Reportedly filthy teen sex fantasy mails from former NRL player Brett Finch.
Court records describe how former NRL player Brett Finch sent nasty sexual fantasies about adolescent and prepubescent youngsters through a sex chat line.
According to court documents, disgraced former NRL player Brett Finch sent disgusting messages about fantasies of having sex with a 12-year-old youngster using an internet sex chat service.
The former NSW State of Origin hero, who has seen a remarkable fall from grace, entered a guilty plea to one charge of child abuse material on Tuesday in Sydney's Downing Center Local Court.
He stood in the rear of courtroom 5.5, looking lean and dressed in a grey suit, while his attorney Paul McGirr entered a guilty plea on his behalf.
Finch admitted in a declaration of common knowledge that between November 2020 and January 2021, he utilized the "FastMeet" chat service to discuss his desire to have sex with pubescent and teenage boys with other members.
Too explicit to print are many of the frightening messages.
When Victorian Police detained Robert Bray, a convicted child sex offender, and started looking into his usage of "FastMeet" to exchange child abuse material with other users, his spectacular downfall was set in motion.
Police discovered other people who had been exchanging child abuse material over the voice and chat services, thus NSW Police established Strike Force Hank.
Finch texted other users explicit descriptions of sex acts he planned to commit on young boys and teenagers over the course of three months.
He wrote in one communication he sent on November 6, 2020, "Yeah how you doing mate?"
Brad, 35, a married man with a muscular frame, is my name.
I'd like to have a passionate conversation with a nice 16-year-old lad about real kink and have a threesome with him.
Some of the content is too crude and graphic to print.
He expressed a wish to "discuss about having a threesome maybe with a hot young 16, 17 year old boy" in earlier texts.
By December 2020, his messages had become more frequent and he had mentioned wanting to have sex with a 12-year-old youngster. The information is too upsetting to print.
Another quote from him read: "Good morning, friend, married guy, 39, muscular bod, would love to be outside, you and me in swimmers, a cute young 16-year-old surfer lad comes through."
He mentioned "rugby lads" and having sex with underage males in one disturbing conversation from January 2021.
On December 14 of last year, around 6.50 am, police invaded Finch's Sans Souci residence and arrested him. He was accused on five counts of making available child abuse material while utilizing a carriage service.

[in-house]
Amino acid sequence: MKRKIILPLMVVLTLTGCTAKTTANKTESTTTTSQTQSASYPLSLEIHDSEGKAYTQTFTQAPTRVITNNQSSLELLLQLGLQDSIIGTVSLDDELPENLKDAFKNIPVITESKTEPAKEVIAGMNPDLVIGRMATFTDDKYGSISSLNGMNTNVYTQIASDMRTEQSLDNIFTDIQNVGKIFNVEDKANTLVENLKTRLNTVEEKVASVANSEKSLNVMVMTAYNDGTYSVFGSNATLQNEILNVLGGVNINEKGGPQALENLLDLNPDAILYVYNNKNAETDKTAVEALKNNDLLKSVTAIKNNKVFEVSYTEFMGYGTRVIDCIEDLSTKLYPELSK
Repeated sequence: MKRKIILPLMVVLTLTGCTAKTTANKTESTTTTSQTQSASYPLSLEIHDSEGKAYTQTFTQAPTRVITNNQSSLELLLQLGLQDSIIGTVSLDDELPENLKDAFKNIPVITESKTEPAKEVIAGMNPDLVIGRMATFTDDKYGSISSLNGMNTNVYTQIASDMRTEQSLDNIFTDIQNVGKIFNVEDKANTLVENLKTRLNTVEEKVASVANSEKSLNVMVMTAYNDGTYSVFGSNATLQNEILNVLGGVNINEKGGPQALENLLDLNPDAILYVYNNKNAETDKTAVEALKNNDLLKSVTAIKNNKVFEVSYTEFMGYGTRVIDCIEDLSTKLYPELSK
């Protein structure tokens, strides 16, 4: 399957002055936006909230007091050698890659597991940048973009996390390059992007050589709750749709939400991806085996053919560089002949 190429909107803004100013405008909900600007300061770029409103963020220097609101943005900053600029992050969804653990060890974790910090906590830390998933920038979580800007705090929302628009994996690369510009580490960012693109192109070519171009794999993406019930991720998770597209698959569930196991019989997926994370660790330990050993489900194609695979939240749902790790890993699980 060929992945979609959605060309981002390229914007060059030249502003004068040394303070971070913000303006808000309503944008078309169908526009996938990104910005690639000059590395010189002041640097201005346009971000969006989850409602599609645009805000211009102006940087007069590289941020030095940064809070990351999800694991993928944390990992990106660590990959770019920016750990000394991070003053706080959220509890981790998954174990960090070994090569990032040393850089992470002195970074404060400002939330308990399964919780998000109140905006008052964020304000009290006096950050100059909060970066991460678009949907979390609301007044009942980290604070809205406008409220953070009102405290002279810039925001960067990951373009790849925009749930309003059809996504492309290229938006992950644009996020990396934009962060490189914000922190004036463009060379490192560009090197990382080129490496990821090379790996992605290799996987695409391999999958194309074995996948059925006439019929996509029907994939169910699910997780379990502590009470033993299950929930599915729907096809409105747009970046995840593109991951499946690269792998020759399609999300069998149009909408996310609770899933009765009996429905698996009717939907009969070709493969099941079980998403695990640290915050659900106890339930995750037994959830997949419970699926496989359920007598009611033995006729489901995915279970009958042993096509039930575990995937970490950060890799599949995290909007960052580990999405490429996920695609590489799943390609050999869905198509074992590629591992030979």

Two further charges against him were brought against him early this year.
But on Tuesday, the police dismissed six of the accusations, and his attorney Paul McGirr pleaded guilty to one count of using a carriage service to distribute child abuse materials.
The maximum sentence for the offense is 15 years in jail.
Finch acknowledged using "FastMeet" and maybe talking about children when he was apprehended.
He admitted to authorities that the talks might have taken place when he was "twisted," according to the statement of agreed facts.
He also admitted to police that he had never had intercourse with a youngster.
Mr. McGirr said outside of court that Finch's mental health issues had influenced his criminal behavior.
Mr. McGirr stated, "We just ask that everyone keep in mind that there are mental health issues at play."
We won't speak before sentence since we need to respect that at this point.
Finch will continue to be free on bail and must appear in District Court for a sentence hearing in September before finding out whether he will be imprisoned.
In his illustrious 270-game NRL career, Finch played for Canberra, Sydney Roosters, Parramatta, and Melbourne, among other teams.
He participated in the Storm's 2009 victory over Parramatta in the grand final, which was later removed from the record books due to the club's wage cap issue.
When Finch kicked the winning field goal for NSW in game one of the 2006 State of Origin series, he reached the pinnacle of on-field highs.
He participated in 60 additional English Super League games.
After retiring, Finch entered the media and worked as a sports commentator for Channel 9 and Fox Sports.
In 2019, following an incident on a trip from Sydney to the Gold Coast during which he was seen with a bloody nose, he entered himself into a mental health institution.
Finch spoke of his difficulties after retiring in 2013 on The Matty Johns Podcast, saying that they took time and required three visits to rehab centers.
"I discovered a lot about myself and the issues I'm facing. I had to accept that I wouldn't experience the highs I did in football because I had been chasing those for so long. I was a football player one day, and now nobody is interested. It is done. I fought to find happiness in my life.
In September, Finch will appear in court once more.